Then again, some folks are unable to see what they read and cannot grasp the concept of visualizing the words they take in through their eyes. Aphantasia is the inability to create mental images of real or imaginary people, places, or things. This rare medical condition only affects two percent of the population, and the degree to which it hampers a person’s ability to form mental images varies from person to person. Although having aphantasia doesn’t stop them from reading, it may influence the types of books they enjoy. These readers may prefer nonfiction, fact-based literature over fiction, or action/plot-driven novels over descriptive writing. The end result is the same either way; we all love to read.
Have You Ever Thought About How You Read?
Is it just the action that keeps your interest, or do you “see” the story unfold as you follow the words in the book?
The majority of fiction lovers create a visual image to match the words. Again, the complexity depends on the individual. Talking with avid readers, you discover that getting lost inside a story is not uncommon. They lose track of time and don’t want to come back to the real world. It’s fun to imagine “being there” witnessing the action firsthand as it happens. Oftentimes, the story stays with them for days after reading the last page, rehashing their role in the tale.
The thrill of using our mind’s eye to see the action as we read should begin early. It’s essential that children learn how to visualize at a young age. When preschoolers and kindergarteners can draw pictures to go along with a story, the teacher/parent knows the young ones comprehend what they are hearing. I’ve read that eighty percent of what we understand comes through visual cues. As kids progress from picture books to more complex books, it's essential that the young readers are comfortable using their imaginations to create their own mental movies.
Does Everybody Visualize the Same Thing?
Of course not! We may all be looking at or hearing the same set of words, but we perceive them differently.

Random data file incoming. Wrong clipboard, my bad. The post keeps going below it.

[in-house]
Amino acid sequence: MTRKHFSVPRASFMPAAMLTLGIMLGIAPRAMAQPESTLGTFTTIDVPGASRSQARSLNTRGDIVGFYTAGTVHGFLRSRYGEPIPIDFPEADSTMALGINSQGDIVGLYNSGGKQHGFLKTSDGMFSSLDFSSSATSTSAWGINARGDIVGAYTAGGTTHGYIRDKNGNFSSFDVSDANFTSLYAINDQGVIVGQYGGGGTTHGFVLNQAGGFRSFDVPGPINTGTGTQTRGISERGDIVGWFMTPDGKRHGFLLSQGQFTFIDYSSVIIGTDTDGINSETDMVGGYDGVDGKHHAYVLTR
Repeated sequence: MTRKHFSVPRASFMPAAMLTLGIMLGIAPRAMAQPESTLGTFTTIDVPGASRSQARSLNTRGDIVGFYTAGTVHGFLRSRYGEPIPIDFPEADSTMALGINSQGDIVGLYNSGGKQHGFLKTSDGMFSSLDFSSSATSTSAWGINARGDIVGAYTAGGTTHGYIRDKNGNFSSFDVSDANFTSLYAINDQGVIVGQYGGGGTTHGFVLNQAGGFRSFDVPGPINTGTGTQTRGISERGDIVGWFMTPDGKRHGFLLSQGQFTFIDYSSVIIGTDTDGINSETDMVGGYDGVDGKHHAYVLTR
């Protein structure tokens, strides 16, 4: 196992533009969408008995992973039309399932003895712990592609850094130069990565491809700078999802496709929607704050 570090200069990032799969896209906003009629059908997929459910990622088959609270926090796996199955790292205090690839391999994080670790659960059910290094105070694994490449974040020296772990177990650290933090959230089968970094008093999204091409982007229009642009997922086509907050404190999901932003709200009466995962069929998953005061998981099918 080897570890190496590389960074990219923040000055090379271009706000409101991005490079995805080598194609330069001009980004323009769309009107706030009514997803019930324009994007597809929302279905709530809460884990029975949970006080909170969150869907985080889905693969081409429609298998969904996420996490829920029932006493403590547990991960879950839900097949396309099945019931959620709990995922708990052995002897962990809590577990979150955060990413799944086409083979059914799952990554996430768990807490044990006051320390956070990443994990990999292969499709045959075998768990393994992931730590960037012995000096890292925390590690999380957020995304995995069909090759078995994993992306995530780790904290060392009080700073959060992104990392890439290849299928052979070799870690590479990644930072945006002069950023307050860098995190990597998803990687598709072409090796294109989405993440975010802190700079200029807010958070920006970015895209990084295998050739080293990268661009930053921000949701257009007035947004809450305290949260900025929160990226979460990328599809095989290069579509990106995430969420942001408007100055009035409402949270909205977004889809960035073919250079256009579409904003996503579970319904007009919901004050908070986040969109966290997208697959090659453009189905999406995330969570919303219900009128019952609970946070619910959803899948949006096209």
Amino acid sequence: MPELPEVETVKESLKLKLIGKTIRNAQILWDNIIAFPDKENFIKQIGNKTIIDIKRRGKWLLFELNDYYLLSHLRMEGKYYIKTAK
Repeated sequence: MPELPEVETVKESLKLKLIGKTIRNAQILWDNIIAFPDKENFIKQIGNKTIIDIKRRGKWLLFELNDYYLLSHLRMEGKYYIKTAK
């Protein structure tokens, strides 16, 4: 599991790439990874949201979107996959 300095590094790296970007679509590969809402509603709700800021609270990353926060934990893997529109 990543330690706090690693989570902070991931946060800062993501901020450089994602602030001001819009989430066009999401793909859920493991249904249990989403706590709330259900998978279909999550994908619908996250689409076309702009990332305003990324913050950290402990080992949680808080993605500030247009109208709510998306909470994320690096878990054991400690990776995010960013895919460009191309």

That’s the beauty of being unique individuals. What we see when we read is just one of many indicators of how we’re different.
Our experiences influence our perceptions. Our past experience, education, culture, values, and other factors predispose us to pay attention to certain information and organize and interpret the data in specific ways. According to MIT neuroscientists, these expectations, also called “prior beliefs,” help us make sense of what we perceive in the present, based on similar past experiences.
In other words, no two people think alike. Since we don’t think the same way, our mental images when we read will differ as well.
We should constantly strive to remember that no one will come away with the same impressions from mutual experiences. Don’t assume when your friends read the same book, they saw what you saw. Books are not solely about words. Visualization is distinctive, but so are most perceptions.
Years ago, I talked with a group of middle-schoolers about the Wee People fantasy series I wrote for their age range. I instructed them to close their eyes and picture the scene in their minds while I read a passage from the book.
I intentionally do not use a whole lot of detailed descriptions in my writing. I want readers to have the opportunity to let their imaginations run wild. When asked what they saw in their mind’s eye as they listened to the excerpt, the kids’ answers varied from A to Z. A few pictured the protagonists having brown hair. Others argued for black, blond, short, long, straight, or curly. Clothes varied from shorts and t-shirts to jeans to more medieval-era clothes to match the setting.
I loved it! The kids were surprised how much their classmates’ mental movies differed from their own. No one was wrong because there was no correct answer. Everyone had their own ideas, which made it so much fun for them and me.
For me, that’s the beauty of writing. As an author, it’s my job to create a story that takes the reader on a journey and gets those little gray cells churning madly away painting an accompanying mental picture. Having lots of descriptive language can set some people’s imaginations in overdrive. The more imagery, the better to help the reader dive into the heart of the story. On the other hand, some authors may take the same approach as I do – providing less information, allowing readers free reign to imagine the characters and scene to their liking.
Pay attention to how you read and when images form in your mind. Feel free to leave a comment and tell us what’s going on inside your head. Also, tell us what style of writing you like best—lots of descriptive imagery or just enough to allow you to paint your own picture?